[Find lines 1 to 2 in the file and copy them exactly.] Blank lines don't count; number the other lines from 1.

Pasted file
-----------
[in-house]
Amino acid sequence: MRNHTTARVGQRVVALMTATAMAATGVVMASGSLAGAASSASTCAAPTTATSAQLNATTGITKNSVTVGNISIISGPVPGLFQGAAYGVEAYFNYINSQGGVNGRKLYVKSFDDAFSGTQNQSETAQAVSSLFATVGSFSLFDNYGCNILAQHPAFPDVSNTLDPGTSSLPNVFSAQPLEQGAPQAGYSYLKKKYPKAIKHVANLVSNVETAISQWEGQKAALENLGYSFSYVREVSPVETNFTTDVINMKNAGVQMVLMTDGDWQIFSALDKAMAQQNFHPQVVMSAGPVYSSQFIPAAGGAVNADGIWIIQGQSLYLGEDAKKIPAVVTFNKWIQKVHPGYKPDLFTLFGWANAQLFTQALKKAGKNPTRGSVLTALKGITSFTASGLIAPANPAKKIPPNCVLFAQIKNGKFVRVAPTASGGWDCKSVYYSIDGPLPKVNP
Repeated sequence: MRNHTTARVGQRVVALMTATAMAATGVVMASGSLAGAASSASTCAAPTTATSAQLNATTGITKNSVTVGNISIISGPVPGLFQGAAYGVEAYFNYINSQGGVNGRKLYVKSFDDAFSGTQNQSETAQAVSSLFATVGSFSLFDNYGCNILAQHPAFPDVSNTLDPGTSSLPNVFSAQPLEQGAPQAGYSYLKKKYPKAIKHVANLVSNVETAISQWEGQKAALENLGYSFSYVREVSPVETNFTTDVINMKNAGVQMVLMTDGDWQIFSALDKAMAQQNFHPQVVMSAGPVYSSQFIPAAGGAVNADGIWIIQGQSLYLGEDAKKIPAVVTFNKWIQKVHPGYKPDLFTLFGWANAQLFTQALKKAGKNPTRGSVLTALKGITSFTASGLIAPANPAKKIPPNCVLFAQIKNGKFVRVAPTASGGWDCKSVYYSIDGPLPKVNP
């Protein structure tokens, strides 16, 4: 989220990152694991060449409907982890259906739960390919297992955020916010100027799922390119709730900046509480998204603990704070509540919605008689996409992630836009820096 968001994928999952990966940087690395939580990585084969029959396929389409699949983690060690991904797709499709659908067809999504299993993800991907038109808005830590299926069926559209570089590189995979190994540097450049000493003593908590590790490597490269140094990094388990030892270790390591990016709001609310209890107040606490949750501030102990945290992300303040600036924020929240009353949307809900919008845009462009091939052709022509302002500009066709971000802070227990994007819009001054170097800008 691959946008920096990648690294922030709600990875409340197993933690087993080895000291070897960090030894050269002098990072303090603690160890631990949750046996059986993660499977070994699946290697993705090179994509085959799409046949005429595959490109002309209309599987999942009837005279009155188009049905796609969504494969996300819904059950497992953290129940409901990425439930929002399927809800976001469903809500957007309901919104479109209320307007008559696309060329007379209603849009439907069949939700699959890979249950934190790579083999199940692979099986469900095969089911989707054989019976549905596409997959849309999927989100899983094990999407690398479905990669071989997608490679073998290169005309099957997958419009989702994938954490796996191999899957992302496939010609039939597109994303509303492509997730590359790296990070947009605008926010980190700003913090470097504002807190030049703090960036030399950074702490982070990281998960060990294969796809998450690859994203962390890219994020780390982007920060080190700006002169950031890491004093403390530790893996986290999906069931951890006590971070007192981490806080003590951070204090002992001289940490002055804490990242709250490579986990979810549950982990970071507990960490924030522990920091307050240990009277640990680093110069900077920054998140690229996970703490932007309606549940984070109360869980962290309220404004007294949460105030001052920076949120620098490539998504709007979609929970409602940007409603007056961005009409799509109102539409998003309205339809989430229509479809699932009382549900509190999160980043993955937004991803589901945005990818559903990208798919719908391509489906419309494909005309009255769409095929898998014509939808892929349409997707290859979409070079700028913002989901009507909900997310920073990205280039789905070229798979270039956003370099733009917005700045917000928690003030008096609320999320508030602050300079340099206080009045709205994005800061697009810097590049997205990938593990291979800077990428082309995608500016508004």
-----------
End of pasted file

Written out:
[in-house]
Amino acid sequence: MRNHTTARVGQRVVALMTATAMAATGVVMASGSLAGAASSASTCAAPTTATSAQLNATTGITKNSVTVGNISIISGPVPGLFQGAAYGVEAYFNYINSQGGVNGRKLYVKSFDDAFSGTQNQSETAQAVSSLFATVGSFSLFDNYGCNILAQHPAFPDVSNTLDPGTSSLPNVFSAQPLEQGAPQAGYSYLKKKYPKAIKHVANLVSNVETAISQWEGQKAALENLGYSFSYVREVSPVETNFTTDVINMKNAGVQMVLMTDGDWQIFSALDKAMAQQNFHPQVVMSAGPVYSSQFIPAAGGAVNADGIWIIQGQSLYLGEDAKKIPAVVTFNKWIQKVHPGYKPDLFTLFGWANAQLFTQALKKAGKNPTRGSVLTALKGITSFTASGLIAPANPAKKIPPNCVLFAQIKNGKFVRVAPTASGGWDCKSVYYSIDGPLPKVNP